Preserving a legacy

“We’re here to mark that day in history when the Allied armies joined in battle to reclaim this continent to liberty. For four long years, much of Europe had been under a terrible shadow. Free nations had fallen, Jews cried out in the camps, millions cried out for liberation. Europe was enslaved, and the world prayed for its rescue. Here in Normandy the rescue began. Here the Allies stood and fought against tyranny in a giant undertaking unparalleled in human history.”

— President Ronald Reagan, at a cemetery in Normandy, June 6, 1984, the 40th anniversary of D-Day.

Today marks the 73rd anniversary of D-Day — June 6, 1944.

On that day, some 155,000 allied troops landed on the beaches of Normandy in France and the fight to retake Europe from the clutches of Nazi Germany was fully engaged.

According to the website for the D-Day museum, before the battle of Normandy was officially over in August of 1944, some 425,000 Allied and German troops died, were wounded or were officially missing.

Twenty-seven military cemeteries in the area hold the graves of over 110,000 soldiers.

A program on television revealed that the supreme Allied commander, Gen. Dwight D. Eisenhower, had written a note on the eve of the invasion taking full responsibility if the attack failed. Luckily, the success of the Allied attack made the letter moot and its existence remained hidden for years.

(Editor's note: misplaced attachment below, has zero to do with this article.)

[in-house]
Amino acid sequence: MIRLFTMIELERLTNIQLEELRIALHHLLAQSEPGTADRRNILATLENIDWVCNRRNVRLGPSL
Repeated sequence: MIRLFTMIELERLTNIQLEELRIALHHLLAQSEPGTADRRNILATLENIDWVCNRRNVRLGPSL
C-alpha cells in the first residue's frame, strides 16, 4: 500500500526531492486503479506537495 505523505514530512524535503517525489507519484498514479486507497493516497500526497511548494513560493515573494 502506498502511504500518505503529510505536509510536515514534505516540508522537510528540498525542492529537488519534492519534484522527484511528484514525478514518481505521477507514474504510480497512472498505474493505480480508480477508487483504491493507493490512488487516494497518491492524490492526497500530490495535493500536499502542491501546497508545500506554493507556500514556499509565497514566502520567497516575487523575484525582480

The fighting in Europe went on for another 11 months and hostilities in the Pacific continued until August 1945.

The brave soldiers had saved the world from tyranny. The sacrifices made by those service people allowed the Western Allies to go on to build the most affluent society in history. A middle class flourished.

Now, as we look back at all the sacrifices made, we need to ask ourselves if we are worthy successors to that “Greatest Generation.” It is a good time to rededicate ourselves to the ideals they fought for — and make sure we don’t squander their legacy.

“Here, in this place where the West held together, let us make a vow to our dead. Let us show them by our actions that we understand what they died for. Let our actions say to them the words for which Matthew Ridgway listened: ‘I will not fail thee nor forsake thee.’

“Strengthened by their courage, heartened by their value (valor), and borne by their memory, let us continue to stand for the ideals for which they lived and died.”

— The conclusion of Reagan’s 40th anniversary speech.

* Editorials reflect the opinion of the publisher.

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